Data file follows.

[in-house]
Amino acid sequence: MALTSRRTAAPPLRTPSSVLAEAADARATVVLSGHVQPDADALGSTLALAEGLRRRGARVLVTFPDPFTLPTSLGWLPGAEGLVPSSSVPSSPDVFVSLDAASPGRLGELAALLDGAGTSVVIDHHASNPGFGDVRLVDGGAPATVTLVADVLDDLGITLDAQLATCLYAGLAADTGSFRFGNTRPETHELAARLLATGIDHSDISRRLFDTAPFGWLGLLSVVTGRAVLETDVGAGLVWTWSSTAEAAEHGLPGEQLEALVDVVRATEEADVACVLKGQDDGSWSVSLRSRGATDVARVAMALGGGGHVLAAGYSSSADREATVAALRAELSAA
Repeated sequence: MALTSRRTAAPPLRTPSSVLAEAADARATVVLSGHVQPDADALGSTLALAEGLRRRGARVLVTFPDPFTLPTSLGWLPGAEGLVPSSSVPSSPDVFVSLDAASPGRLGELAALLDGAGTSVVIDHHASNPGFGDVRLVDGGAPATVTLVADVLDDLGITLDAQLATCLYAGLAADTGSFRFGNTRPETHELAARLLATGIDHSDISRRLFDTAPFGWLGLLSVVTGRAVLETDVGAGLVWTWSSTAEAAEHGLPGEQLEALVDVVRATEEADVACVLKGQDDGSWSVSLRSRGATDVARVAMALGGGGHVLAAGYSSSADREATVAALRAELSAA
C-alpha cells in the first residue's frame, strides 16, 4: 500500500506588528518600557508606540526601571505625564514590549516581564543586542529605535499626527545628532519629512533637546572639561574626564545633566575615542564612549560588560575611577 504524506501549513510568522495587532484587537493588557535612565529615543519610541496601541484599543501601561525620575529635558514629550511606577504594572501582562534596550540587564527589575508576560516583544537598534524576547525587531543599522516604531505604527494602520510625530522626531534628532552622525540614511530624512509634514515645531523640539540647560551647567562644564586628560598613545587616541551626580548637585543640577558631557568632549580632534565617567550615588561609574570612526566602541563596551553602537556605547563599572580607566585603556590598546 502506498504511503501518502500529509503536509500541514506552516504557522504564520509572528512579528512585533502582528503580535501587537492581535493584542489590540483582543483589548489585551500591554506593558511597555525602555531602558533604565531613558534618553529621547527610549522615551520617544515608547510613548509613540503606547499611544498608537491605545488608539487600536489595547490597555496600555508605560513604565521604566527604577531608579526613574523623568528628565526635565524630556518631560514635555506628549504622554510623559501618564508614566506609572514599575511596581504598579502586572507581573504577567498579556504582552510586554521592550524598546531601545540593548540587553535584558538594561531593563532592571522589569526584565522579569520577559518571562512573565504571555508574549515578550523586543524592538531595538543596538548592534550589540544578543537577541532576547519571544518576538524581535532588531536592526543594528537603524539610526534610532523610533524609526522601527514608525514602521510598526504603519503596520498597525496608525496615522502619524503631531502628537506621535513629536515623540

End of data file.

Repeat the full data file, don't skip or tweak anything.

[in-house]
Amino acid sequence: MALTSRRTAAPPLRTPSSVLAEAADARATVVLSGHVQPDADALGSTLALAEGLRRRGARVLVTFPDPFTLPTSLGWLPGAEGLVPSSSVPSSPDVFVSLDAASPGRLGELAALLDGAGTSVVIDHHASNPGFGDVRLVDGGAPATVTLVADVLDDLGITLDAQLATCLYAGLAADTGSFRFGNTRPETHELAARLLATGIDHSDISRRLFDTAPFGWLGLLSVVTGRAVLETDVGAGLVWTWSSTAEAAEHGLPGEQLEALVDVVRATEEADVACVLKGQDDGSWSVSLRSRGATDVARVAMALGGGGHVLAAGYSSSADREATVAALRAELSAA
Repeated sequence: MALTSRRTAAPPLRTPSSVLAEAADARATVVLSGHVQPDADALGSTLALAEGLRRRGARVLVTFPDPFTLPTSLGWLPGAEGLVPSSSVPSSPDVFVSLDAASPGRLGELAALLDGAGTSVVIDHHASNPGFGDVRLVDGGAPATVTLVADVLDDLGITLDAQLATCLYAGLAADTGSFRFGNTRPETHELAARLLATGIDHSDISRRLFDTAPFGWLGLLSVVTGRAVLETDVGAGLVWTWSSTAEAAEHGLPGEQLEALVDVVRATEEADVACVLKGQDDGSWSVSLRSRGATDVARVAMALGGGGHVLAAGYSSSADREATVAALRAELSAA
C-alpha cells in the first residue's frame, strides 16, 4: 500500500506588528518600557508606540526601571505625564514590549516581564543586542529605535499626527545628532519629512533637546572639561574626564545633566575615542564612549560588560575611577 504524506501549513510568522495587532484587537493588557535612565529615543519610541496601541484599543501601561525620575529635558514629550511606577504594572501582562534596550540587564527589575508576560516583544537598534524576547525587531543599522516604531505604527494602520510625530522626531534628532552622525540614511530624512509634514515645531523640539540647560551647567562644564586628560598613545587616541551626580548637585543640577558631557568632549580632534565617567550615588561609574570612526566602541563596551553602537556605547563599572580607566585603556590598546 502506498504511503501518502500529509503536509500541514506552516504557522504564520509572528512579528512585533502582528503580535501587537492581535493584542489590540483582543483589548489585551500591554506593558511597555525602555531602558533604565531613558534618553529621547527610549522615551520617544515608547510613548509613540503606547499611544498608537491605545488608539487600536489595547490597555496600555508605560513604565521604566527604577531608579526613574523623568528628565526635565524630556518631560514635555506628549504622554510623559501618564508614566506609572514599575511596581504598579502586572507581573504577567498579556504582552510586554521592550524598546531601545540593548540587553535584558538594561531593563532592571522589569526584565522579569520577559518571562512573565504571555508574549515578550523586543524592538531595538543596538548592534550589540544578543537577541532576547519571544518576538524581535532588531536592526543594528537603524539610526534610532523610533524609526522601527514608525514602521510598526504603519503596520498597525496608525496615522502619524503631531502628537506621535513629536515623540